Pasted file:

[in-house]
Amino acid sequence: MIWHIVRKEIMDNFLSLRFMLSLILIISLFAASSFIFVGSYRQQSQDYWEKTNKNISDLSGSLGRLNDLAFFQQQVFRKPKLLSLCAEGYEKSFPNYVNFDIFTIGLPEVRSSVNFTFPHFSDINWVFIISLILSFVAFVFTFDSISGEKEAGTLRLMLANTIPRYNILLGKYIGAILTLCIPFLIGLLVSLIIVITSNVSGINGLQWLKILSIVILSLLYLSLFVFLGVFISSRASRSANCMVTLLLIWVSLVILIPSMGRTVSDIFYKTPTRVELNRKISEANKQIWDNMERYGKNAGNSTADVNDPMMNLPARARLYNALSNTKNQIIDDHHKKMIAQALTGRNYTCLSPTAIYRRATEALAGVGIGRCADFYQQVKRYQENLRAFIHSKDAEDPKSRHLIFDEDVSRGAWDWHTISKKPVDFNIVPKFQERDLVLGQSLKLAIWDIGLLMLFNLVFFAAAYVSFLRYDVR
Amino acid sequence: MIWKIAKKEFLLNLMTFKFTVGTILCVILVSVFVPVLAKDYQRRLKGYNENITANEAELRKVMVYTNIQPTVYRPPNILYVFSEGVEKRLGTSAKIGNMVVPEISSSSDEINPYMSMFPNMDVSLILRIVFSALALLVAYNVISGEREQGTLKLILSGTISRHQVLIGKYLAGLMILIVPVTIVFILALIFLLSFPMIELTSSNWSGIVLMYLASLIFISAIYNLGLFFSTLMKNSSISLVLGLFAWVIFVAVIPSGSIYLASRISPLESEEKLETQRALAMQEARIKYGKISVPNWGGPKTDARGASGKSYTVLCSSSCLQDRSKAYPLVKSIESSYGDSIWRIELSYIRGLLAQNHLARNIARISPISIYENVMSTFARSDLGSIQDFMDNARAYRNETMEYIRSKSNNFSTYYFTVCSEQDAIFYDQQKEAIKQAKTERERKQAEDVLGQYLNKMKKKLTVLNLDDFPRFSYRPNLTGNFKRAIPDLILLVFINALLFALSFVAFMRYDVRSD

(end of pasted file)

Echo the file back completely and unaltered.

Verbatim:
[in-house]
Amino acid sequence: MIWHIVRKEIMDNFLSLRFMLSLILIISLFAASSFIFVGSYRQQSQDYWEKTNKNISDLSGSLGRLNDLAFFQQQVFRKPKLLSLCAEGYEKSFPNYVNFDIFTIGLPEVRSSVNFTFPHFSDINWVFIISLILSFVAFVFTFDSISGEKEAGTLRLMLANTIPRYNILLGKYIGAILTLCIPFLIGLLVSLIIVITSNVSGINGLQWLKILSIVILSLLYLSLFVFLGVFISSRASRSANCMVTLLLIWVSLVILIPSMGRTVSDIFYKTPTRVELNRKISEANKQIWDNMERYGKNAGNSTADVNDPMMNLPARARLYNALSNTKNQIIDDHHKKMIAQALTGRNYTCLSPTAIYRRATEALAGVGIGRCADFYQQVKRYQENLRAFIHSKDAEDPKSRHLIFDEDVSRGAWDWHTISKKPVDFNIVPKFQERDLVLGQSLKLAIWDIGLLMLFNLVFFAAAYVSFLRYDVR
Amino acid sequence: MIWKIAKKEFLLNLMTFKFTVGTILCVILVSVFVPVLAKDYQRRLKGYNENITANEAELRKVMVYTNIQPTVYRPPNILYVFSEGVEKRLGTSAKIGNMVVPEISSSSDEINPYMSMFPNMDVSLILRIVFSALALLVAYNVISGEREQGTLKLILSGTISRHQVLIGKYLAGLMILIVPVTIVFILALIFLLSFPMIELTSSNWSGIVLMYLASLIFISAIYNLGLFFSTLMKNSSISLVLGLFAWVIFVAVIPSGSIYLASRISPLESEEKLETQRALAMQEARIKYGKISVPNWGGPKTDARGASGKSYTVLCSSSCLQDRSKAYPLVKSIESSYGDSIWRIELSYIRGLLAQNHLARNIARISPISIYENVMSTFARSDLGSIQDFMDNARAYRNETMEYIRSKSNNFSTYYFTVCSEQDAIFYDQQKEAIKQAKTERERKQAEDVLGQYLNKMKKKLTVLNLDDFPRFSYRPNLTGNFKRAIPDLILLVFINALLFALSFVAFMRYDVRSD